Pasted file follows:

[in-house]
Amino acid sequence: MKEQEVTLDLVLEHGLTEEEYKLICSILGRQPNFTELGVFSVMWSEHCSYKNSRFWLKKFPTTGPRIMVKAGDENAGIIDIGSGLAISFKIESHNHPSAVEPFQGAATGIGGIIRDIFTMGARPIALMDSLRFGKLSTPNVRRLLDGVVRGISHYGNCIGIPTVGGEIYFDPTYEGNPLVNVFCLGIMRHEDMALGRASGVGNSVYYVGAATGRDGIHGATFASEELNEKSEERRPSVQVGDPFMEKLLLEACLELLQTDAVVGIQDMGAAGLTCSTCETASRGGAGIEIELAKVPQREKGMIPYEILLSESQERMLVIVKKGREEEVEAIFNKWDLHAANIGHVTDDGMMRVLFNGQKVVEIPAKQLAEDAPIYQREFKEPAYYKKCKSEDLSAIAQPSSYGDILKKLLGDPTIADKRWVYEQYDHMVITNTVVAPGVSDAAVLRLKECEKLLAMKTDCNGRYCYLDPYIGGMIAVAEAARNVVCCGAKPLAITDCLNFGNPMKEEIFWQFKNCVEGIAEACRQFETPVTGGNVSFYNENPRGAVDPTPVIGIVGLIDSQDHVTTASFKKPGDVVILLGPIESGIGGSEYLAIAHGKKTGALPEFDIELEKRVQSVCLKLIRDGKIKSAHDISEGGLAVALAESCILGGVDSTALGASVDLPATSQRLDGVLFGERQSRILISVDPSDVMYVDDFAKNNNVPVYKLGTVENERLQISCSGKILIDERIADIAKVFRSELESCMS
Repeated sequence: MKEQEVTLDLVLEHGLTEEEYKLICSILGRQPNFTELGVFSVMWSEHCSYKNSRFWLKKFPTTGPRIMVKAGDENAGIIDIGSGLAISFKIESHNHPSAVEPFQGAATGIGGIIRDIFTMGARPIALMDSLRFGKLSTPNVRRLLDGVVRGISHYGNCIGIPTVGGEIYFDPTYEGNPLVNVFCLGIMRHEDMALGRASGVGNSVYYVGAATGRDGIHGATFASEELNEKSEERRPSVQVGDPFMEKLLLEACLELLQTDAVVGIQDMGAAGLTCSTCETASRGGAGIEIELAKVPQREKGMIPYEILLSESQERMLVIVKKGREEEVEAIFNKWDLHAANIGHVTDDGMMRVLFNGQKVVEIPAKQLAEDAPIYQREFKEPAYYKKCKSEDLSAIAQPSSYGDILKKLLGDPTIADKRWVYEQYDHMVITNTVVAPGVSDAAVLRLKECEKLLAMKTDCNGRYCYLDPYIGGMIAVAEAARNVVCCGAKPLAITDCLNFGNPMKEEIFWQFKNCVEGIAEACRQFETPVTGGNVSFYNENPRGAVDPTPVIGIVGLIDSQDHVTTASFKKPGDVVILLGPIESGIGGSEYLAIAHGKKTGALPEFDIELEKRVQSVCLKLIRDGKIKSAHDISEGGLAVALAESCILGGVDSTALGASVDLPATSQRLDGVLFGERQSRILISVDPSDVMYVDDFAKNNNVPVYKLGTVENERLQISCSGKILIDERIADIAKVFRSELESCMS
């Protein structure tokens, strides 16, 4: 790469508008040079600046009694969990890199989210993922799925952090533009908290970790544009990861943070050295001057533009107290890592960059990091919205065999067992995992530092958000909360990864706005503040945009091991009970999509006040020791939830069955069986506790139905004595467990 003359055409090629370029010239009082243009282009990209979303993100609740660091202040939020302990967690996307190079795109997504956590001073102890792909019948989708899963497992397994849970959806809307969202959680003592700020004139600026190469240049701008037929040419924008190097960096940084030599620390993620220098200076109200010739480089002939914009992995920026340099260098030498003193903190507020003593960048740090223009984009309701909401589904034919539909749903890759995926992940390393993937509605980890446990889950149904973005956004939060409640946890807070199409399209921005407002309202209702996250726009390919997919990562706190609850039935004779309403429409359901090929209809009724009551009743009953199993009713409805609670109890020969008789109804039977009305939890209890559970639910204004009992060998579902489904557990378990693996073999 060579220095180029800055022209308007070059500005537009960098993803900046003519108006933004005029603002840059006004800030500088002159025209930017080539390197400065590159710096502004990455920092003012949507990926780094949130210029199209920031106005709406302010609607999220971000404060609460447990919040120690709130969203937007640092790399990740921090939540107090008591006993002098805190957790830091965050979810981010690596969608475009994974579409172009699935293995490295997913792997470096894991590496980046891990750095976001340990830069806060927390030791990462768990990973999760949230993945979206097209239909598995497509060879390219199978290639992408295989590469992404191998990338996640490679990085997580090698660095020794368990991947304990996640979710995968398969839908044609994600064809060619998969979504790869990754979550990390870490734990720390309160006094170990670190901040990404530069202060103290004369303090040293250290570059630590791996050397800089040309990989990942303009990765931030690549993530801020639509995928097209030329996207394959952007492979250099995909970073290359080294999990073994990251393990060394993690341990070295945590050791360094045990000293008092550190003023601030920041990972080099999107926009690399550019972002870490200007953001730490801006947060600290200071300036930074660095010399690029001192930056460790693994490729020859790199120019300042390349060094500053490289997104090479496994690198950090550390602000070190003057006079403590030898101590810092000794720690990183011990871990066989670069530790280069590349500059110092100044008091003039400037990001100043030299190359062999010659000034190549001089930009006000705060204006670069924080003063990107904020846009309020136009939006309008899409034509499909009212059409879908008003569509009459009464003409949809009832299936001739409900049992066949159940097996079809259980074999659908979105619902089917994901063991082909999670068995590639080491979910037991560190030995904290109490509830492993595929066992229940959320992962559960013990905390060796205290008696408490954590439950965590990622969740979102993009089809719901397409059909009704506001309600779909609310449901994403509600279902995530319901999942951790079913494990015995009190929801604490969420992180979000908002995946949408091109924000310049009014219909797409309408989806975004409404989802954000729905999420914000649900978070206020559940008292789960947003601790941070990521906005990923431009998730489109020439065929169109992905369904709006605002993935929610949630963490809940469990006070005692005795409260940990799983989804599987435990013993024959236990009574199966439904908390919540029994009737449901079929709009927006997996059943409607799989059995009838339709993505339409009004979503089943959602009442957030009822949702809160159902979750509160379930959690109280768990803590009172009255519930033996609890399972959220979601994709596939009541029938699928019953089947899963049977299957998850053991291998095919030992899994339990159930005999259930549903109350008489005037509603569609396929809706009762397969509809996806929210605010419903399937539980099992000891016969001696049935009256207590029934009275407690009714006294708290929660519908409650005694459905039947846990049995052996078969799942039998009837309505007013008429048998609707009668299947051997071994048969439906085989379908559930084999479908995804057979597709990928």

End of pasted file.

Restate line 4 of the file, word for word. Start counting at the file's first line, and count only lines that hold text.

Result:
């Protein structure tokens, strides 16, 4: 790469508008040079600046009694969990890199989210993922799925952090533009908290970790544009990861943070050295001057533009107290890592960059990091919205065999067992995992530092958000909360990864706005503040945009091991009970999509006040020791939830069955069986506790139905004595467990 003359055409090629370029010239009082243009282009990209979303993100609740660091202040939020302990967690996307190079795109997504956590001073102890792909019948989708899963497992397994849970959806809307969202959680003592700020004139600026190469240049701008037929040419924008190097960096940084030599620390993620220098200076109200010739480089002939914009992995920026340099260098030498003193903190507020003593960048740090223009984009309701909401589904034919539909749903890759995926992940390393993937509605980890446990889950149904973005956004939060409640946890807070199409399209921005407002309202209702996250726009390919997919990562706190609850039935004779309403429409359901090929209809009724009551009743009953199993009713409805609670109890020969008789109804039977009305939890209890559970639910204004009992060998579902489904557990378990693996073999 060579220095180029800055022209308007070059500005537009960098993803900046003519108006933004005029603002840059006004800030500088002159025209930017080539390197400065590159710096502004990455920092003012949507990926780094949130210029199209920031106005709406302010609607999220971000404060609460447990919040120690709130969203937007640092790399990740921090939540107090008591006993002098805190957790830091965050979810981010690596969608475009994974579409172009699935293995490295997913792997470096894991590496980046891990750095976001340990830069806060927390030791990462768990990973999760949230993945979206097209239909598995497509060879390219199978290639992408295989590469992404191998990338996640490679990085997580090698660095020794368990991947304990996640979710995968398969839908044609994600064809060619998969979504790869990754979550990390870490734990720390309160006094170990670190901040990404530069202060103290004369303090040293250290570059630590791996050397800089040309990989990942303009990765931030690549993530801020639509995928097209030329996207394959952007492979250099995909970073290359080294999990073994990251393990060394993690341990070295945590050791360094045990000293008092550190003023601030920041990972080099999107926009690399550019972002870490200007953001730490801006947060600290200071300036930074660095010399690029001192930056460790693994490729020859790199120019300042390349060094500053490289997104090479496994690198950090550390602000070190003057006079403590030898101590810092000794720690990183011990871990066989670069530790280069590349500059110092100044008091003039400037990001100043030299190359062999010659000034190549001089930009006000705060204006670069924080003063990107904020846009309020136009939006309008899409034509499909009212059409879908008003569509009459009464003409949809009832299936001739409900049992066949159940097996079809259980074999659908979105619902089917994901063991082909999670068995590639080491979910037991560190030995904290109490509830492993595929066992229940959320992962559960013990905390060796205290008696408490954590439950965590990622969740979102993009089809719901397409059909009704506001309600779909609310449901994403509600279902995530319901999942951790079913494990015995009190929801604490969420992180979000908002995946949408091109924000310049009014219909797409309408989806975004409404989802954000729905999420914000649900978070206020559940008292789960947003601790941070990521906005990923431009998730489109020439065929169109992905369904709006605002993935929610949630963490809940469990006070005692005795409260940990799983989804599987435990013993024959236990009574199966439904908390919540029994009737449901079929709009927006997996059943409607799989059995009838339709993505339409009004979503089943959602009442957030009822949702809160159902979750509160379930959690109280768990803590009172009255519930033996609890399972959220979601994709596939009541029938699928019953089947899963049977299957998850053991291998095919030992899994339990159930005999259930549903109350008489005037509603569609396929809706009762397969509809996806929210605010419903399937539980099992000891016969001696049935009256207590029934009275407690009714006294708290929660519908409650005694459905039947846990049995052996078969799942039998009837309505007013008429048998609707009668299947051997071994048969439906085989379908559930084999479908995804057979597709990928």